Format

Send to

Choose Destination
J Invest Dermatol. 2011 Dec;131(12):2448-57. doi: 10.1038/jid.2011.218. Epub 2011 Jul 28.

Human cutaneous melanomas lacking MITF and melanocyte differentiation antigens express a functional Axl receptor kinase.

Author information

1
Unit of Immunobiology of Human Tumors, Department of Experimental Oncology and Molecular Medicine, Fondazione IRCCS Istituto Nazionale dei Tumori, Milan, Italy. marialuisa.sensi@istitutotumori.mi.it

Abstract

Axl, a member of the TAM (Tyro3, Axl, Mer) family of receptor tyrosine kinases, displays an increasingly important role in carcinogenesis. Analysis of 58 cutaneous melanoma lines indicated that Axl was expressed in 38% of them, with significant overrepresentation in NRAS- compared with BRAF-mutated tumors. Axl activation could be induced by autocrine production of its ligand, Gas6, in a significant fraction of Axl-positive tumors. Pearson's correlation analysis on expression data from five data sets of melanoma lines identified several transcripts correlating positively or negatively with Axl. By functionally grouping genes, those inversely correlated were involved in melanocyte development and pigmentation, whereas those positively correlated were involved in motility, invasion, and microenvironment interactions. Accordingly, Axl-positive melanomas did not express microphthalmia transcription factor (MITF) and melanocyte differentiation antigens (MDAs) such as MART-1 and gp100 and possessed a greater in vitro invasive potential compared with Axl-negative ones. Motility, invasivity, and ability to heal a wound or to migrate across an endothelial barrier were inhibited in vitro by Axl knockdown. Pharmacological inhibition of Axl using the selective inhibitor R428 had comparable effects in reducing migration and invasion. These results suggest that targeted inhibition of Axl signaling in the subset of melanomas lacking MITF and MDAs may represent a novel therapeutic strategy.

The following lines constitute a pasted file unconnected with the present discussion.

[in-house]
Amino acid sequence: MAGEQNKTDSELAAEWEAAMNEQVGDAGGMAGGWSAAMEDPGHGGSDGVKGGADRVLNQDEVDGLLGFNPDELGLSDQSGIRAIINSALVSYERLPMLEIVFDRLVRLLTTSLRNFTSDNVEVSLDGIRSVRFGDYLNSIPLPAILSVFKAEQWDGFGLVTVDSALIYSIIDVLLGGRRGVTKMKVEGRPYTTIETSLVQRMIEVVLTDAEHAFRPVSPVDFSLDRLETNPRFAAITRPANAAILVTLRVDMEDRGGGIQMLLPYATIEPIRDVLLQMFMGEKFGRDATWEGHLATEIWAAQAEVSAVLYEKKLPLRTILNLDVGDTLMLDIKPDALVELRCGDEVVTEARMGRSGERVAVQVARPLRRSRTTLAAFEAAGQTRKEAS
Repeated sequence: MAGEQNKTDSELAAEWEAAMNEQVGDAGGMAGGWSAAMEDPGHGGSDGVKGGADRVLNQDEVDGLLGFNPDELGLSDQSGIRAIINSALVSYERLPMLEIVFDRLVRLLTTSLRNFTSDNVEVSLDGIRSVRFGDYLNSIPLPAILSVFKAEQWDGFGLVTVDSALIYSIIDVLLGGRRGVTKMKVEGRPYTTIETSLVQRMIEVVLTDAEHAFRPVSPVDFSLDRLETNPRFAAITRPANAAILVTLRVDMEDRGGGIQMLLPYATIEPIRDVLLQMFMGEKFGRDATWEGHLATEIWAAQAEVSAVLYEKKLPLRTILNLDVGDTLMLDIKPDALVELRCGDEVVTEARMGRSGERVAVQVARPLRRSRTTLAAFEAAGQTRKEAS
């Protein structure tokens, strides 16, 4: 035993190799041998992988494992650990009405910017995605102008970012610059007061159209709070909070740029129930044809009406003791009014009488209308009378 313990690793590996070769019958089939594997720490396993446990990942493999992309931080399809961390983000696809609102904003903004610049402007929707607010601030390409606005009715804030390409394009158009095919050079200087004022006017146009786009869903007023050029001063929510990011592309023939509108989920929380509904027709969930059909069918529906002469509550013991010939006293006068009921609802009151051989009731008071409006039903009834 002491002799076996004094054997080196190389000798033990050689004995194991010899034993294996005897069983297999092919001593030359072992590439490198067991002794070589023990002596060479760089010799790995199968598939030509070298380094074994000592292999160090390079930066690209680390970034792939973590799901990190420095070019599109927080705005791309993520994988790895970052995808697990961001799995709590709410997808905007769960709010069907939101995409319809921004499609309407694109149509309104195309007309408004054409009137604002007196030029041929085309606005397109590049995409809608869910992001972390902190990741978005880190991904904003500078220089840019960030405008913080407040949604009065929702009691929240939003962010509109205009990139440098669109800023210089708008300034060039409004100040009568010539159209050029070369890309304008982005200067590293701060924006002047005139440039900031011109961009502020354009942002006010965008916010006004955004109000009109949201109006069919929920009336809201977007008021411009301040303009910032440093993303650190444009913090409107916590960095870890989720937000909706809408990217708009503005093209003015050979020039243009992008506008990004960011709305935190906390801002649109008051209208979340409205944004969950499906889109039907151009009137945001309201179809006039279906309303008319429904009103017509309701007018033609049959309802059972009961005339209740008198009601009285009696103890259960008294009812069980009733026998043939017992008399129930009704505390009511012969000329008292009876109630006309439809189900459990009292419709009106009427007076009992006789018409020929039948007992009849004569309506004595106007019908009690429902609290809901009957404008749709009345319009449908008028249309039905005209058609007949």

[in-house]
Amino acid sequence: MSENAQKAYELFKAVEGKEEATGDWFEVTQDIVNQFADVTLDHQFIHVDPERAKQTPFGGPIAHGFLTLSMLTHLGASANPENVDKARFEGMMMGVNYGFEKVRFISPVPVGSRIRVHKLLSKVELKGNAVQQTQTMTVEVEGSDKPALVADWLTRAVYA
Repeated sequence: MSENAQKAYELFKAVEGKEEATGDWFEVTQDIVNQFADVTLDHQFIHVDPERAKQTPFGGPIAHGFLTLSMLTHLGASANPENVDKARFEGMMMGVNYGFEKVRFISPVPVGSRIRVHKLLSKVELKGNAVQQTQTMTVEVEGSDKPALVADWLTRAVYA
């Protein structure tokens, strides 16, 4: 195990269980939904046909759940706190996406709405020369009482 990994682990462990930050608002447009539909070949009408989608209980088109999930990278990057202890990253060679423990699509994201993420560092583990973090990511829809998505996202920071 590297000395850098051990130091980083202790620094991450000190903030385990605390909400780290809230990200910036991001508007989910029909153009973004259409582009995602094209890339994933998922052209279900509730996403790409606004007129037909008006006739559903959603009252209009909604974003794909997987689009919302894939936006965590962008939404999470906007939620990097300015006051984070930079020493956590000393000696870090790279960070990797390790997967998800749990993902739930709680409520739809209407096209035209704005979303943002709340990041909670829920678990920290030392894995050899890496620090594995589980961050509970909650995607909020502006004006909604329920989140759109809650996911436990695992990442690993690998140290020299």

Comment in

PMID:
21796150
DOI:
10.1038/jid.2011.218
[Indexed for MEDLINE]
Free full text

Supplemental Content

Full text links

Icon for Elsevier Science
Loading ...
Support Center